During the Saturday workshop, we will continue exploration and discussion of the Presence in the Psyche of Threshold Guides such as Jung’s Philemon, Ibn Arabi’s Khidr, and the meeting of Rumi and Shams. Via guided exercises and personal writings, we will engage in the practice of Active Imagination. With respect for the sanctity and intimacy of these practices, we will discuss and share our experiences of the mundus imaginalis. Participants are urged to bring writing or drawing materials.

Puanani Harvey, Ph.D., is a practicing Junian analyst in Santa Fe, New Mexico, where she has served as both Training Director and President of the New Mexico Society of Jungian Analysts.

Speaker: Richard Tarnas

Synchronicity and Its Implications

Jung’s concept of synchronicity represents one of the most strenuous efforts of the 20th century to construct a bridge across the chasm between mind and matter, self and world, psyche and cosmos. In popular culture, the concept has been surprisingly widely embraced. The term and the phenomena it describes played no small role in the way many individuals make sense of their lives. In the face of the disenchanted modern worldview, the search for a ground of purpose and meaning that transcends human subjectivity has become an urgent spiritual priority. For many today, synchronicities are directly relevant to the search. The concept has also had a unique impact on the intellectual world, from religious studies to physics. In tonight’s lecture, Dr. Tarnas will summarize the origin and history of the concept in Jung’s work, discuss the experiential dimension of synchronistic events, and address their larger metaphysical and perhaps evolutionary implications.

Art, Culture, and the Planetary Archetypes

As Jung recognized, astrology provides profound insight into the deep patterns of human experience and of our cultural history, but such insight depends on a capacity for rich archetypal perception, something that involves not only thinking but also the emotions, the imagination, the aesthetic intuition, the body, the whole being. Because music and the arts engage all these dimensions, this workshop will use representative works of music and the other arts with the powerful lens of archetypal astrology to explore and illuminate the deeper character of major cultural figures and historical eras. The workshop’s aim is to provide information that those new to astrology can immediately integrate into their lives, and that advanced students can use to deepen their grasp of the range and subtlety of archetypal astrological analysis. Above all, our time together will be devoted to getting to know more profoundly the planetary gods. Our focus will be on increasing our direct understanding and experience – intellectual, imaginative, aesthetic, emotional, and somatic – of these archetypal powers of the world soul, the Anima Mundi.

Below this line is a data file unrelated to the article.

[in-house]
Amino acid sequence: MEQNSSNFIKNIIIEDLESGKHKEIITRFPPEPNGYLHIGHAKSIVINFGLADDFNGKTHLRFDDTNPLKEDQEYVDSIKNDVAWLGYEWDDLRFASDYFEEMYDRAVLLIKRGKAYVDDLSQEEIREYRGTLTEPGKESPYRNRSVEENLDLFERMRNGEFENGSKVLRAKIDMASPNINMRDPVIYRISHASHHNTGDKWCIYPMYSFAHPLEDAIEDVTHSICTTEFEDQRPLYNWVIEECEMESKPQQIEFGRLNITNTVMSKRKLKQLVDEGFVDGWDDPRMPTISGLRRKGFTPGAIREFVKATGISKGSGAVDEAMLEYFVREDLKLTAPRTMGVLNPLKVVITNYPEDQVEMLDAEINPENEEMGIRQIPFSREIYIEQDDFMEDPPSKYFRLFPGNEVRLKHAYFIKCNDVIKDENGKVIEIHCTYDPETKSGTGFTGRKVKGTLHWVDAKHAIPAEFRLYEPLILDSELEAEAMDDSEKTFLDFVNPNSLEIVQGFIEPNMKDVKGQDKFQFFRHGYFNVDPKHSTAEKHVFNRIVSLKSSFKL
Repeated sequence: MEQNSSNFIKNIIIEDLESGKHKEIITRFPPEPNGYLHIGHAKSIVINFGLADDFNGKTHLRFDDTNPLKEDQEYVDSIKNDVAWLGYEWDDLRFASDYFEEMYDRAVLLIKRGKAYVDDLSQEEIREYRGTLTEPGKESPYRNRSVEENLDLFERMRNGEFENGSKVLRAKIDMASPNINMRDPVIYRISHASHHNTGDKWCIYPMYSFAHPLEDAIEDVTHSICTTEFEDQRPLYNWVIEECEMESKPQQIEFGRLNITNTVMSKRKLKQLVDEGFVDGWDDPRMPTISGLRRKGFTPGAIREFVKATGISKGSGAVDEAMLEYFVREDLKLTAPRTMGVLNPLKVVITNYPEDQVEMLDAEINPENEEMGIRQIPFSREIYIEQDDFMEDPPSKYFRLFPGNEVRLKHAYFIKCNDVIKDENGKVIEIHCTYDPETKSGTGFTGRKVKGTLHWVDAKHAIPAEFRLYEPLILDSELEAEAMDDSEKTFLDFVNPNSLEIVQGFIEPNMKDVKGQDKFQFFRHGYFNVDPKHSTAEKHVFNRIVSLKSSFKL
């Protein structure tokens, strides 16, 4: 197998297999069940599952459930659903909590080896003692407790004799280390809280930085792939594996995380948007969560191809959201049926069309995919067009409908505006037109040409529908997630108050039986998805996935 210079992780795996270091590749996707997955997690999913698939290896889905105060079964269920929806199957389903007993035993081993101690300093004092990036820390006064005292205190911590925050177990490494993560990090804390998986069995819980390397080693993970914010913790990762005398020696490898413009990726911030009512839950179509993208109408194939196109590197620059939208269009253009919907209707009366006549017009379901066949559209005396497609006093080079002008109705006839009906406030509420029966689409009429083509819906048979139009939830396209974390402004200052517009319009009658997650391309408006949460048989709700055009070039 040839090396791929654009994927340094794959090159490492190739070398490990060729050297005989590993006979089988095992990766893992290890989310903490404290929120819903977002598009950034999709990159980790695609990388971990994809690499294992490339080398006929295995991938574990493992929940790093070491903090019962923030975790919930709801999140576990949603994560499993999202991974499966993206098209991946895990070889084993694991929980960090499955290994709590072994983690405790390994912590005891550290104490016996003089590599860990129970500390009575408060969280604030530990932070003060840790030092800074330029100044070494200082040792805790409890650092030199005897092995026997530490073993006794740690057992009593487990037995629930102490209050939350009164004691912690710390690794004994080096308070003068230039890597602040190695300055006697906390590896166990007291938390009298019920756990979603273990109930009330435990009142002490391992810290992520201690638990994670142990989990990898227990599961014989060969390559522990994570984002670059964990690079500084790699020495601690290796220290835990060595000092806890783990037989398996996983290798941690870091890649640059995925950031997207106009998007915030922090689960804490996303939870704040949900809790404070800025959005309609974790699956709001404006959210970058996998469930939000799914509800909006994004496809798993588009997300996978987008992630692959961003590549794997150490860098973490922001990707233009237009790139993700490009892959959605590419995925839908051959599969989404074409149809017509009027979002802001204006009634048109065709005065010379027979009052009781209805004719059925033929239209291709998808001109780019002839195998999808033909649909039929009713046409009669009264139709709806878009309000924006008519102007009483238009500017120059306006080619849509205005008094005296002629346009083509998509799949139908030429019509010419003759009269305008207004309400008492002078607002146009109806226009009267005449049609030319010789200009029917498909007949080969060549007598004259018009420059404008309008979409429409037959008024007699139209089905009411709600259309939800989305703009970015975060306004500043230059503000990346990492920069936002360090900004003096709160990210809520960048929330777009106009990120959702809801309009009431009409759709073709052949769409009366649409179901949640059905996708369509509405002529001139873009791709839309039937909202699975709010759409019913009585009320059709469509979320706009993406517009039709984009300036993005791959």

Richard Tarnas, Ph.D., is a professor of psychology and cultural history at the California Institute of Integral Studies, where he founded the graduate program in Philosophy, Cosmology, and Consciousness. He is the author of The Passion of the Western Mind, a history of the Western world view from the ancient Greek to the postmodern widely used in universities. His second book, Cosmos and Psyche: Intimations of a New World View, received the Book of the Year Prize from the Scientific and Medical Network, and is the basis for the upcoming documentary film Changing of the Gods.